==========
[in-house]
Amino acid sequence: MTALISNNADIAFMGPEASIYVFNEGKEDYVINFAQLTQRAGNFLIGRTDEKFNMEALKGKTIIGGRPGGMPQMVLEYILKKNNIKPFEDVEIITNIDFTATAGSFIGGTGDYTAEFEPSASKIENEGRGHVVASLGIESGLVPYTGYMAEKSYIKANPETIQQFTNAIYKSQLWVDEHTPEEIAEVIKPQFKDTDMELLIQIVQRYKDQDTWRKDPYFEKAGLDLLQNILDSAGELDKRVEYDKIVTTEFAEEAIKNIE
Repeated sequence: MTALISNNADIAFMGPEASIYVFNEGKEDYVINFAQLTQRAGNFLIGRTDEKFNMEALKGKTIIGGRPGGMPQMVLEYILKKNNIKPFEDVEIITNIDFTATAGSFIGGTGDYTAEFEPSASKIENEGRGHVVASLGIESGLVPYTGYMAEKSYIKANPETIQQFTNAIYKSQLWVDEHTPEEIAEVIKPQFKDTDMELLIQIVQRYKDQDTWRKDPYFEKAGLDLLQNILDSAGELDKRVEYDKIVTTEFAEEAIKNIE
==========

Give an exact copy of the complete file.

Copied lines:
[in-house]
Amino acid sequence: MTALISNNADIAFMGPEASIYVFNEGKEDYVINFAQLTQRAGNFLIGRTDEKFNMEALKGKTIIGGRPGGMPQMVLEYILKKNNIKPFEDVEIITNIDFTATAGSFIGGTGDYTAEFEPSASKIENEGRGHVVASLGIESGLVPYTGYMAEKSYIKANPETIQQFTNAIYKSQLWVDEHTPEEIAEVIKPQFKDTDMELLIQIVQRYKDQDTWRKDPYFEKAGLDLLQNILDSAGELDKRVEYDKIVTTEFAEEAIKNIE
Repeated sequence: MTALISNNADIAFMGPEASIYVFNEGKEDYVINFAQLTQRAGNFLIGRTDEKFNMEALKGKTIIGGRPGGMPQMVLEYILKKNNIKPFEDVEIITNIDFTATAGSFIGGTGDYTAEFEPSASKIENEGRGHVVASLGIESGLVPYTGYMAEKSYIKANPETIQQFTNAIYKSQLWVDEHTPEEIAEVIKPQFKDTDMELLIQIVQRYKDQDTWRKDPYFEKAGLDLLQNILDSAGELDKRVEYDKIVTTEFAEEAIKNIE